What is an anoxic brain injury? Anne Heche remains on life support as organ donation plans made
The closest ones to the actress have decided to take her off life support after she was pronounced brain dead by medical experts. The doctors are going to keep her on the ventilator until it’s determined whether any body part of the actress can be donated.
"Unfortunately, due to her accident, Anne suffered a severe anoxic brain injury and remains in a coma, in critical condition," the rep says in a statement on behalf of Heche's family. "She is not expected to survive,” the rep tells people "It has long been her choice to donate her organs and she's being kept on life support to determine if any are viable.
In the six days since her crash into a house in the Mar Vista neighborhood of Los Angeles, the actress has not regained consciousness. Police on Thursday said that preliminary blood tests identified the presence of the drug in the actress’ system. "The case is being investigated as felony DUI traffic collision," Brian Humphrey, a spokesman for the Los Angeles Fire Department, said in a statement.
"She has a significant pulmonary injury requiring mechanical ventilation and burns that require surgical intervention," a rep for the actress told PEOPLE on August 8. "She is in a coma and has not regained consciousness since shortly after the accident."
What is an anoxic brain injury?
The rep for the 'Donnie Brasco' actress revealed Anne Heche suffered a severe anoxic brain injury and is in critical coma condition. Unlike traumatic brain injuries, anoxic brain injury is caused by a complete absence of oxygen in the human brain. This deprivation of oxygen leads to the death of brain cells.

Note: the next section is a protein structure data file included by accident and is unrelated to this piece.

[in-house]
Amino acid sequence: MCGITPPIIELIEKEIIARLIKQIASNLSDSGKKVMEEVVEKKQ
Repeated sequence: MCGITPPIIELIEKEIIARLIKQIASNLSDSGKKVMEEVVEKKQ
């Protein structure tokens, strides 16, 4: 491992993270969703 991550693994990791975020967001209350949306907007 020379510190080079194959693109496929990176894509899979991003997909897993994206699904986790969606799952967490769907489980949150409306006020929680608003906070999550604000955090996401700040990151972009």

In medical terms, damage to the brain occurs when the oxygen is completely cut-off by the brain for about four minutes. This results in a process called apoptosis in which a large number of neural cells start dying.
Potential causes of anoxic brain injuries include cardiac or respiratory arrest, extremely low blood pressure, or shock, resulting from disturbed heart function or blood loss, choking, suffocation, severe asthma attack, exposure to high altitudes, smoke inhalation, irregular heart rhythm caused by a heart attack, inhaling carbon monoxide, electric shock, near drowning, and a drug overdose.
While some people recover from the condition over time, some sufferedpermanent damage. The core of the management in anoxic brain injured patients from cardiac arrest is a prompt application of hypothermia in appropriate settings, treatment of seizures, hemodynamic maintenance, and supportive care.